Artificial intelligence-driven algorithm to detect and count cerebral microbleeds on Susceptibility Weighted Imaging

Kijeong Lee, Minho Lee, Regina EY Kim, Sang-Yeong Jo, JeeYoung Kim, Kyung Mi Lee, Ji Young Lee, Donghyeon Kim, Hye Weon Kim Alzheimer's Association | 발행연도 2023.12.25


Amyloid-related imaging abnormalities (ARIA)-H, characterized by cerebral microbleeds (CMB) and superficial siderosis, is an important Magnetic Resonance Imaging(MRI) finding observed in the patients with Alzheimer’s disease, especially receiving the anti-amyloid immunotherapy. Because the severity of CMB can potentially lead to discontinuation of the therapy, the detection and counting of the CMB would be critical tasks in MRI analysis. We present an algorithm which can detect CMBs and count the number of them, automatically and accurately.

We employed datasets of both SWI and phase images, developed in collaboration with Eunpyeong St. Mary’s Hospital, Kyung Hee, and HanYang University Medical Center. The data set comprises 463 participants with CMBs (N = 247) and without CMBs (N = 116). Experts denoted gold standard of each CMBs as bounding boxes. A localizer is trained by selecting 2D axial slices, including expert-confirmed annotations. A modified recurrent layer was applied for weight-sharing between two images. An optimized region proposal network was then applied. To reduce FP regions across entire slices, we developed a classifier with attention-based 3D convolution blocks. From the CMB localizer, candidate 3D CMB patches were used in the classifier.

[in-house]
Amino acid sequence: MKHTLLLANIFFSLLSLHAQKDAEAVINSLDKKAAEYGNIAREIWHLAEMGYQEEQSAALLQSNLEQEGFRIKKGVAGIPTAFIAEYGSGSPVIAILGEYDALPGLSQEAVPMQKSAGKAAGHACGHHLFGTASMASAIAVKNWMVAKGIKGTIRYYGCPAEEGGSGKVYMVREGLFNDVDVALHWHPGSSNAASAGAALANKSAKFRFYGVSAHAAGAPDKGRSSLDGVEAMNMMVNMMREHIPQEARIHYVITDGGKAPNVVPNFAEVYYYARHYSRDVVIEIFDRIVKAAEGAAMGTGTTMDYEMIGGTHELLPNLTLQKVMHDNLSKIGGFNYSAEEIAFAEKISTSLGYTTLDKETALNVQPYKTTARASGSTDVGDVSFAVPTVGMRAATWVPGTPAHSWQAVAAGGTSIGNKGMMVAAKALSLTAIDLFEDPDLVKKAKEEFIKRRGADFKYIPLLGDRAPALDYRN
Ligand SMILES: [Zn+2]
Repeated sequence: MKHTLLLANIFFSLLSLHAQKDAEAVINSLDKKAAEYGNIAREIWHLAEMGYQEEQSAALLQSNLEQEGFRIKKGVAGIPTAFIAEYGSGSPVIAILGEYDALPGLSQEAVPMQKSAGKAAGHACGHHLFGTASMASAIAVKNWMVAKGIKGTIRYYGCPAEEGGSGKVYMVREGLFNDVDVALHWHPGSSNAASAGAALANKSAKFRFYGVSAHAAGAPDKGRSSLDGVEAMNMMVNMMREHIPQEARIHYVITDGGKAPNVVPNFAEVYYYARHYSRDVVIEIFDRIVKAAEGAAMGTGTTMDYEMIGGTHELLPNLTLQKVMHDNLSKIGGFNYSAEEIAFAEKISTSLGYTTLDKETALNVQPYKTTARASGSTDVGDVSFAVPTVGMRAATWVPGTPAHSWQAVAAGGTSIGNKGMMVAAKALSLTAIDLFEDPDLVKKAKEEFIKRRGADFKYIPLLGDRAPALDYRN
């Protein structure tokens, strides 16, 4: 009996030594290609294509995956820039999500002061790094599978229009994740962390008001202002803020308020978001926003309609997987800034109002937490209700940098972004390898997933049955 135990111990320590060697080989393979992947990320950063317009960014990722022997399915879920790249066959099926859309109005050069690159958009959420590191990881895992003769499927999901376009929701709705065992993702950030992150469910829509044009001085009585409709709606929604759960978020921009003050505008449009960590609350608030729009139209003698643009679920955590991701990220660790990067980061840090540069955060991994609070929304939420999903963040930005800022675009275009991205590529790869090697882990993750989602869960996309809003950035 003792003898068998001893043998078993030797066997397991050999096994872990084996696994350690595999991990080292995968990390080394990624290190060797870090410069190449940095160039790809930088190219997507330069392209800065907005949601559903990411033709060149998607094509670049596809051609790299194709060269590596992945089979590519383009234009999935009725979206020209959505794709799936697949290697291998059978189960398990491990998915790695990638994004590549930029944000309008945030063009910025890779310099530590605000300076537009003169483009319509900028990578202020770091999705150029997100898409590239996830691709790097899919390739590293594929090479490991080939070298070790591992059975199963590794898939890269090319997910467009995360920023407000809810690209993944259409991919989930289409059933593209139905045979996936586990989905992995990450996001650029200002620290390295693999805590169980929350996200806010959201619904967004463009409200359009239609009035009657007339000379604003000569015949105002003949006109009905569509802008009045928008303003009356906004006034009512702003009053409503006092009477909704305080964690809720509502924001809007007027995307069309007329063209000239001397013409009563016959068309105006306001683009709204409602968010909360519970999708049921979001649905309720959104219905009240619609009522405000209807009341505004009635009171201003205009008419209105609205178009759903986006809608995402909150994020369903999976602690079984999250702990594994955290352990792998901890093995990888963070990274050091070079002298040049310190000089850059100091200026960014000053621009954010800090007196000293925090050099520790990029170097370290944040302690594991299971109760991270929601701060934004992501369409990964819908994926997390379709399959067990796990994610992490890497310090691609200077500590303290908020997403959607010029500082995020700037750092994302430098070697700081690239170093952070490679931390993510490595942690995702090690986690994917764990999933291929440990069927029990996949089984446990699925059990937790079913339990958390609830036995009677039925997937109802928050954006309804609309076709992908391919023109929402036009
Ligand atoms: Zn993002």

CMB prediction was performed on the test set including 140 participants (CMB:24; Non-CMB:116), with 263 expert-confirmed gold standard (Figure 1). The lesion-wise sensitivity was 0.913 [95% Confidence interval (CI), 0.863-0.963] and the average FP rate was 0.672 per patient [95% CI, 0.290-1.154]. Patient-wise sensitivity and specificity were 0.862 [95% CI, 0.792-0.932] and 0.907 [95% CI, 0.880-0.934], respectively. When we divided the patients into four groups according to the number of gold standard, the model predicted the groups correctly by the sensitivity of 0.879 [95% CI, 0.851-0.907] (Table 1).

Our model outperformed the results of recent studies by reducing FP rate with comparable sensitivity. Moreover, our model may suggest additional clinical benefit, because it can automatically count the number of CMB and classify the participants into 4 groups, used in the clinical investigation of anti-amyloid therapy, according to the number of CMB. We expect this model may improve the workflow of the time-consuming reading task and act as a failsafe for the detection of CMBs.